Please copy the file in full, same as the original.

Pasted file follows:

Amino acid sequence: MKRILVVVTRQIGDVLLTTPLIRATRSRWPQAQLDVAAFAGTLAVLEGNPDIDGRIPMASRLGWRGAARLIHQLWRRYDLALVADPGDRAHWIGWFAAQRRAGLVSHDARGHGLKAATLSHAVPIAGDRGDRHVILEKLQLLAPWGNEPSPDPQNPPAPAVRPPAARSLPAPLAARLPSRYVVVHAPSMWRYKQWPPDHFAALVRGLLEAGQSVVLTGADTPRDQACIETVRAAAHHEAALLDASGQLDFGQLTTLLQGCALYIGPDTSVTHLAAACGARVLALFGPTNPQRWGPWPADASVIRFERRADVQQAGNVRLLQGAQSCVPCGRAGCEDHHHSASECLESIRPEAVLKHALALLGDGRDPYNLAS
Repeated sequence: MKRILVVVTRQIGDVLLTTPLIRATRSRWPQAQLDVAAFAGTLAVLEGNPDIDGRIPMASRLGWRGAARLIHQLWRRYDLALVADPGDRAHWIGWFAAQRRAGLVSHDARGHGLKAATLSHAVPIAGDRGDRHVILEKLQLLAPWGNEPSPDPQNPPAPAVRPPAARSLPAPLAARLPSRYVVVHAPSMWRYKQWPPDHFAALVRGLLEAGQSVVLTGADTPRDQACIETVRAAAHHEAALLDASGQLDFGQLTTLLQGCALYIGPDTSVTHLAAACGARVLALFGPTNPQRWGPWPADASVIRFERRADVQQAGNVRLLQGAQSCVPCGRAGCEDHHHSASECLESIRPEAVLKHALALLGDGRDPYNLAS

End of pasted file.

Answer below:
Amino acid sequence: MKRILVVVTRQIGDVLLTTPLIRATRSRWPQAQLDVAAFAGTLAVLEGNPDIDGRIPMASRLGWRGAARLIHQLWRRYDLALVADPGDRAHWIGWFAAQRRAGLVSHDARGHGLKAATLSHAVPIAGDRGDRHVILEKLQLLAPWGNEPSPDPQNPPAPAVRPPAARSLPAPLAARLPSRYVVVHAPSMWRYKQWPPDHFAALVRGLLEAGQSVVLTGADTPRDQACIETVRAAAHHEAALLDASGQLDFGQLTTLLQGCALYIGPDTSVTHLAAACGARVLALFGPTNPQRWGPWPADASVIRFERRADVQQAGNVRLLQGAQSCVPCGRAGCEDHHHSASECLESIRPEAVLKHALALLGDGRDPYNLAS
Repeated sequence: MKRILVVVTRQIGDVLLTTPLIRATRSRWPQAQLDVAAFAGTLAVLEGNPDIDGRIPMASRLGWRGAARLIHQLWRRYDLALVADPGDRAHWIGWFAAQRRAGLVSHDARGHGLKAATLSHAVPIAGDRGDRHVILEKLQLLAPWGNEPSPDPQNPPAPAVRPPAARSLPAPLAARLPSRYVVVHAPSMWRYKQWPPDHFAALVRGLLEAGQSVVLTGADTPRDQACIETVRAAAHHEAALLDASGQLDFGQLTTLLQGCALYIGPDTSVTHLAAACGARVLALFGPTNPQRWGPWPADASVIRFERRADVQQAGNVRLLQGAQSCVPCGRAGCEDHHHSASECLESIRPEAVLKHALALLGDGRDPYNLAS